I always assumed it was just the same literal T as in the ISO spec:
On Oct 16, 2016 14:02, "Rob Landley" <r...@landley.net> wrote:
> specifies -d as:
> -d date_time
> Use the specified date_time instead of the current time. The option
> argument shall be a string of the form:
> T is the time designator, and can be replaced by a single <space>.
> The problem is, it doesn't say what a "time designator" is. The two
> other hits for "designator" in this page are:
> If the T time designator is replaced by a <space> for the -d
> date_time option-argument, the <space> must be quoted to prevent
> the shell from splitting the argument.
> The -d date_time format is an ISO 8601:2000 standard complete
> representation of date and time extended format with an optional
> decimal point or <comma> followed by a string of digits following
> the seconds portion to specify fractions of a second. It is not
> necessary to recognize "[+/-]hh:mm" and "[+/-]hh" to specify
> timezones other than local time and UTC. The T time designator in
> the ISO 8601:2000 standard extended format may be replaced by
> The touch man page is useless (and points me at the info page, which I'm
> not reading).
> Googling for "posix time designator" brought up wikipedia pages on unix
> time (numeric seconds since 1970), an "epoch coverter" web page where
> you type in a time and it converts it, and then
> is the first possibly relevant hit (isn't it FUN how google mangles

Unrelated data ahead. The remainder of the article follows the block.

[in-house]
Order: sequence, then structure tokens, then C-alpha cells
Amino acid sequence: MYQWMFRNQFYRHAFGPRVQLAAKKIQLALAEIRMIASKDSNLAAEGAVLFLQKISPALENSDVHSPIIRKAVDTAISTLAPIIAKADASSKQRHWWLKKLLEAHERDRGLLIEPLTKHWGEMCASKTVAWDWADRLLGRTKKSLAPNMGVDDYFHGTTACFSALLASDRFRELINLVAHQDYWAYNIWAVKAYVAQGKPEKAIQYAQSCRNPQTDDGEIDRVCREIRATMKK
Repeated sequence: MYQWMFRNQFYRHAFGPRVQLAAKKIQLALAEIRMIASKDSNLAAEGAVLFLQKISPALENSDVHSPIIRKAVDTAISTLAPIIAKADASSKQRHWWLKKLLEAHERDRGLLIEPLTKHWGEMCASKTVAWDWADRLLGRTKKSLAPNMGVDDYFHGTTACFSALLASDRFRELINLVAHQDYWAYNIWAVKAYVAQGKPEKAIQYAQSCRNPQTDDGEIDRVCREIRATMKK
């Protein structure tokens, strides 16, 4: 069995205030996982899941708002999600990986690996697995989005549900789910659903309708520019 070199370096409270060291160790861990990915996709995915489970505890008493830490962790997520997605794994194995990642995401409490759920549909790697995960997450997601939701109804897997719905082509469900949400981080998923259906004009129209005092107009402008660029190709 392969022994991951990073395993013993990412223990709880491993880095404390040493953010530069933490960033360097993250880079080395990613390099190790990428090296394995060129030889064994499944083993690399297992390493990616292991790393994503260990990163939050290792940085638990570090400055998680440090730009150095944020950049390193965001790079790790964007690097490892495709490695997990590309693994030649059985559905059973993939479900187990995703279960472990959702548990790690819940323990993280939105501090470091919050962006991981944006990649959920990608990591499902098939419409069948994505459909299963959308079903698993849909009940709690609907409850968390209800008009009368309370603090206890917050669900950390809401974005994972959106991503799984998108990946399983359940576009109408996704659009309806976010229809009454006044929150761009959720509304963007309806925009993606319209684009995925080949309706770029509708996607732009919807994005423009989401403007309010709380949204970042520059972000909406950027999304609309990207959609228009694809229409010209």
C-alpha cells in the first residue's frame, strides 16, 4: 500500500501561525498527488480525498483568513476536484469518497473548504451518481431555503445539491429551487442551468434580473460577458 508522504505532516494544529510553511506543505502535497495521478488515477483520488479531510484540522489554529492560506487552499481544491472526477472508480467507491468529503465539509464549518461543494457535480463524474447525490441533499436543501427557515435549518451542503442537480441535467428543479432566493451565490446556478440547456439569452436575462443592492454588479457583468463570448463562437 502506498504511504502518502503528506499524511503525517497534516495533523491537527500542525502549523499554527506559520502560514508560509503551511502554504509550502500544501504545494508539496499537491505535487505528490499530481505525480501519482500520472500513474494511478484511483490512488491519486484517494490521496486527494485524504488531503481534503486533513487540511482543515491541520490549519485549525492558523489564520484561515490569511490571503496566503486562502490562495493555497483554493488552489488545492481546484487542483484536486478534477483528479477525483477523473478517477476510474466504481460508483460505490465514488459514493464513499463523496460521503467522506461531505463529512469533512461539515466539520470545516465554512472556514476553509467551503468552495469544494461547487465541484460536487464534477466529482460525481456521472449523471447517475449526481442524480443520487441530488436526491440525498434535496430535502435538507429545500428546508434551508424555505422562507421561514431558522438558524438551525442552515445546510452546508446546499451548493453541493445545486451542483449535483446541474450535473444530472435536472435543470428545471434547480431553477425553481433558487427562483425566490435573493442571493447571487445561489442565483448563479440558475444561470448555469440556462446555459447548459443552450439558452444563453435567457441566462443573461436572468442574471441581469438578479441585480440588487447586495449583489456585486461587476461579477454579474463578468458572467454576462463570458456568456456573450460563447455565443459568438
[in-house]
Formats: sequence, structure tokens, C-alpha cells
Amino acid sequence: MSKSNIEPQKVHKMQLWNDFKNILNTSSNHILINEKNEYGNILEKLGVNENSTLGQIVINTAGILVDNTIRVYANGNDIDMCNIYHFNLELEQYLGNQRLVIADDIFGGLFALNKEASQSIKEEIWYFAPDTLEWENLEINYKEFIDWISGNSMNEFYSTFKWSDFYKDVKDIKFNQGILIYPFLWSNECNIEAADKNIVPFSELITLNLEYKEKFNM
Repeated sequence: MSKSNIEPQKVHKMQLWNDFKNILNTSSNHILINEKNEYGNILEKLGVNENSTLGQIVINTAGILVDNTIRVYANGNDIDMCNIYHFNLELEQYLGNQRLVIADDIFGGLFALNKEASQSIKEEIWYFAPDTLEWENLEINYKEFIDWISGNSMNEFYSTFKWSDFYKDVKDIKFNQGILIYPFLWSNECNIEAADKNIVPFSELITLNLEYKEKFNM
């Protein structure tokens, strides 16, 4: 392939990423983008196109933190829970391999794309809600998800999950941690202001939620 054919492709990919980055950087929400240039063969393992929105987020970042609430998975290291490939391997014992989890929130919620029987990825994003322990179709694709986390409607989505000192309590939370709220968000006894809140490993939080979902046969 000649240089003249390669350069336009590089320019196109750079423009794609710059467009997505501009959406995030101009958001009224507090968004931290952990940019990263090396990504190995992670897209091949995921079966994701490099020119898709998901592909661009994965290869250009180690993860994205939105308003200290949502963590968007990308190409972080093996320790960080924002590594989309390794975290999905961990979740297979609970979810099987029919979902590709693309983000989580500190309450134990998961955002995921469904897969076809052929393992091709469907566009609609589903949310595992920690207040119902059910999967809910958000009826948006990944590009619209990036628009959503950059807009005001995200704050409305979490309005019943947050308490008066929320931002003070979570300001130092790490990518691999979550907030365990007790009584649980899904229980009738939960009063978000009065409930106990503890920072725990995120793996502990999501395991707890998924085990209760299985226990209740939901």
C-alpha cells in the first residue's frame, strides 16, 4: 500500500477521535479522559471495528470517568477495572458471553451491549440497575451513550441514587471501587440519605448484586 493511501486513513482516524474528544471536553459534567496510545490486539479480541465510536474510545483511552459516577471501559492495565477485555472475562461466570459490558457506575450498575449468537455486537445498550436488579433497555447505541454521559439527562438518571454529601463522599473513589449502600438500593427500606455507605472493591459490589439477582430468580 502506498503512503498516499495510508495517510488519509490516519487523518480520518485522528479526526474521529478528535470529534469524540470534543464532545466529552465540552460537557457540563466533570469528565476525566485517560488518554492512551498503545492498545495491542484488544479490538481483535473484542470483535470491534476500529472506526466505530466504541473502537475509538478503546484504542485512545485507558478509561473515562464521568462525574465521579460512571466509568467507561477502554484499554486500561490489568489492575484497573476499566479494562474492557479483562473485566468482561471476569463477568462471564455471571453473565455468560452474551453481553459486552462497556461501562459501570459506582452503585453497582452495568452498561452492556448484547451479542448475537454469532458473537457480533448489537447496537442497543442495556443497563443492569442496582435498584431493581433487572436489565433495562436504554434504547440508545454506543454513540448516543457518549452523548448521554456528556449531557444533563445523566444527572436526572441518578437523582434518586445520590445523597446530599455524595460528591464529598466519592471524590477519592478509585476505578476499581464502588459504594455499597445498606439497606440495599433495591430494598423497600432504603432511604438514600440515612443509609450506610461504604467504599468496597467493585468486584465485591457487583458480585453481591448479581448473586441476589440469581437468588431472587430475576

> links when you right click copy link?) but it does not include the word
> "designator". So that's nice.
> The _examples_ on the posix page all use "T" for the "designator", so
> that's what I made my code do when I wrote it. But somebody complained
> (who I promised to stop listening to after they complained about my
> 'wall of text" instead of just taking the "simple" memcpy->memmove
> patch), and although I'm not replying directly to them a bug report's a
> bug report...
> I checked what busybox is doing, and they're funneling stuff through a
> large complicated library function that hardwires in a dozen different
> formats checking them in a lage if/else staircase, and among those are
> two that accept this format with "-" or " " as "designators". (But not
> "T" which is what the posix examples use...)
> Does anybody know what this field is supposed to _mean_? And/or have an
> actual use case in the wild using touch -d?
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